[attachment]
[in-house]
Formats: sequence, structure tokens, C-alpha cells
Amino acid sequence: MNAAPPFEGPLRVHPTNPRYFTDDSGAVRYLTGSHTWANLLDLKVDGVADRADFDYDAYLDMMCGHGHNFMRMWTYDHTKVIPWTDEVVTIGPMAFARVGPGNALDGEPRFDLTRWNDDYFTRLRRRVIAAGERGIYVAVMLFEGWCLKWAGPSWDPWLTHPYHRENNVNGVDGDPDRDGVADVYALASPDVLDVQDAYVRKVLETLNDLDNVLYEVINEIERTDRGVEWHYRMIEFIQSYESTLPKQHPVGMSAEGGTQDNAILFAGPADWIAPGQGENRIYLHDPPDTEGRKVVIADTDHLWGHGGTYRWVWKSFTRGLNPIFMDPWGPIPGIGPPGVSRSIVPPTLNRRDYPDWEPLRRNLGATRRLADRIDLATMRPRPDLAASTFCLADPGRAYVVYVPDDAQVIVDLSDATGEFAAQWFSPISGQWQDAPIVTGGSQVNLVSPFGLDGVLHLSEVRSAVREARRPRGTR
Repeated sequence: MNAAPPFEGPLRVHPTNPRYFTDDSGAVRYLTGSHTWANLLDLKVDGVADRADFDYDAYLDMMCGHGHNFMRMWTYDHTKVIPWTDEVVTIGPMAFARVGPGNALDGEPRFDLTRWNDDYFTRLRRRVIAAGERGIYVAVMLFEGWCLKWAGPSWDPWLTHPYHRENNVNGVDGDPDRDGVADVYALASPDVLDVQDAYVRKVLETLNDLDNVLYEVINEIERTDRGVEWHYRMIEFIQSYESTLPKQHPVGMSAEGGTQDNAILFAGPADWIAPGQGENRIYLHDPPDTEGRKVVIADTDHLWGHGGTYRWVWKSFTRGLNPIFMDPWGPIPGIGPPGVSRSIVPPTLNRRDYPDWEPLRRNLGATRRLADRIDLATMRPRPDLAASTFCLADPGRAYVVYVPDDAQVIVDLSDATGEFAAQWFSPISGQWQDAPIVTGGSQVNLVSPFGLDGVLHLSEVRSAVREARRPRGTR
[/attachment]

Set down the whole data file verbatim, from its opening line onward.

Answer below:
[in-house]
Formats: sequence, structure tokens, C-alpha cells
Amino acid sequence: MNAAPPFEGPLRVHPTNPRYFTDDSGAVRYLTGSHTWANLLDLKVDGVADRADFDYDAYLDMMCGHGHNFMRMWTYDHTKVIPWTDEVVTIGPMAFARVGPGNALDGEPRFDLTRWNDDYFTRLRRRVIAAGERGIYVAVMLFEGWCLKWAGPSWDPWLTHPYHRENNVNGVDGDPDRDGVADVYALASPDVLDVQDAYVRKVLETLNDLDNVLYEVINEIERTDRGVEWHYRMIEFIQSYESTLPKQHPVGMSAEGGTQDNAILFAGPADWIAPGQGENRIYLHDPPDTEGRKVVIADTDHLWGHGGTYRWVWKSFTRGLNPIFMDPWGPIPGIGPPGVSRSIVPPTLNRRDYPDWEPLRRNLGATRRLADRIDLATMRPRPDLAASTFCLADPGRAYVVYVPDDAQVIVDLSDATGEFAAQWFSPISGQWQDAPIVTGGSQVNLVSPFGLDGVLHLSEVRSAVREARRPRGTR
Repeated sequence: MNAAPPFEGPLRVHPTNPRYFTDDSGAVRYLTGSHTWANLLDLKVDGVADRADFDYDAYLDMMCGHGHNFMRMWTYDHTKVIPWTDEVVTIGPMAFARVGPGNALDGEPRFDLTRWNDDYFTRLRRRVIAAGERGIYVAVMLFEGWCLKWAGPSWDPWLTHPYHRENNVNGVDGDPDRDGVADVYALASPDVLDVQDAYVRKVLETLNDLDNVLYEVINEIERTDRGVEWHYRMIEFIQSYESTLPKQHPVGMSAEGGTQDNAILFAGPADWIAPGQGENRIYLHDPPDTEGRKVVIADTDHLWGHGGTYRWVWKSFTRGLNPIFMDPWGPIPGIGPPGVSRSIVPPTLNRRDYPDWEPLRRNLGATRRLADRIDLATMRPRPDLAASTFCLADPGRAYVVYVPDDAQVIVDLSDATGEFAAQWFSPISGQWQDAPIVTGGSQVNLVSPFGLDGVLHLSEVRSAVREARRPRGTR